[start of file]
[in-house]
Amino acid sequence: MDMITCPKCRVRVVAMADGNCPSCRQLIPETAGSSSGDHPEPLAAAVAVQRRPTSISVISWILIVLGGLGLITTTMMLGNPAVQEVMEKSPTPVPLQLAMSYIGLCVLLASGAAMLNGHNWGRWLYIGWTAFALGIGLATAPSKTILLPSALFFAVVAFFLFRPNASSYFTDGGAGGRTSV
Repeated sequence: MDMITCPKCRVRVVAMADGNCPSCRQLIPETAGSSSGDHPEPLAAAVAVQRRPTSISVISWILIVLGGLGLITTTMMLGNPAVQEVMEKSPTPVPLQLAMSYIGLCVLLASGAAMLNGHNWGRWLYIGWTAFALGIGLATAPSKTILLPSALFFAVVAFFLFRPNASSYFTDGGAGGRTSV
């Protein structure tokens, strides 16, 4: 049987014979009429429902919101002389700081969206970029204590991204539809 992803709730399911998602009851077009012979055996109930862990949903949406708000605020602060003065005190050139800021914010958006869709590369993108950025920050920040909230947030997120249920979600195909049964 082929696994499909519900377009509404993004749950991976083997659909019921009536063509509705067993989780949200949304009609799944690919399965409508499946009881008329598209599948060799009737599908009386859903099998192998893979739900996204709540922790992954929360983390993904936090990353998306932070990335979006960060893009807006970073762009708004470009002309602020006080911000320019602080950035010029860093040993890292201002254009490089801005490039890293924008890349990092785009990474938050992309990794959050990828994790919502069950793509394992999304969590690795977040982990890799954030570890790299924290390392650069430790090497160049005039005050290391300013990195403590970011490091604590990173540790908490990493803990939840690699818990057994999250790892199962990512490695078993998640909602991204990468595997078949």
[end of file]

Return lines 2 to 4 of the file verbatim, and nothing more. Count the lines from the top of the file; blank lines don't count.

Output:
Amino acid sequence: MDMITCPKCRVRVVAMADGNCPSCRQLIPETAGSSSGDHPEPLAAAVAVQRRPTSISVISWILIVLGGLGLITTTMMLGNPAVQEVMEKSPTPVPLQLAMSYIGLCVLLASGAAMLNGHNWGRWLYIGWTAFALGIGLATAPSKTILLPSALFFAVVAFFLFRPNASSYFTDGGAGGRTSV
Repeated sequence: MDMITCPKCRVRVVAMADGNCPSCRQLIPETAGSSSGDHPEPLAAAVAVQRRPTSISVISWILIVLGGLGLITTTMMLGNPAVQEVMEKSPTPVPLQLAMSYIGLCVLLASGAAMLNGHNWGRWLYIGWTAFALGIGLATAPSKTILLPSALFFAVVAFFLFRPNASSYFTDGGAGGRTSV
């Protein structure tokens, strides 16, 4: 049987014979009429429902919101002389700081969206970029204590991204539809 992803709730399911998602009851077009012979055996109930862990949903949406708000605020602060003065005190050139800021914010958006869709590369993108950025920050920040909230947030997120249920979600195909049964 082929696994499909519900377009509404993004749950991976083997659909019921009536063509509705067993989780949200949304009609799944690919399965409508499946009881008329598209599948060799009737599908009386859903099998192998893979739900996204709540922790992954929360983390993904936090990353998306932070990335979006960060893009807006970073762009708004470009002309602020006080911000320019602080950035010029860093040993890292201002254009490089801005490039890293924008890349990092785009990474938050992309990794959050990828994790919502069950793509394992999304969590690795977040982990890799954030570890790299924290390392650069430790090497160049005039005050290391300013990195403590970011490091604590990173540790908490990493803990939840690699818990057994999250790892199962990512490695078993998640909602991204990468595997078949």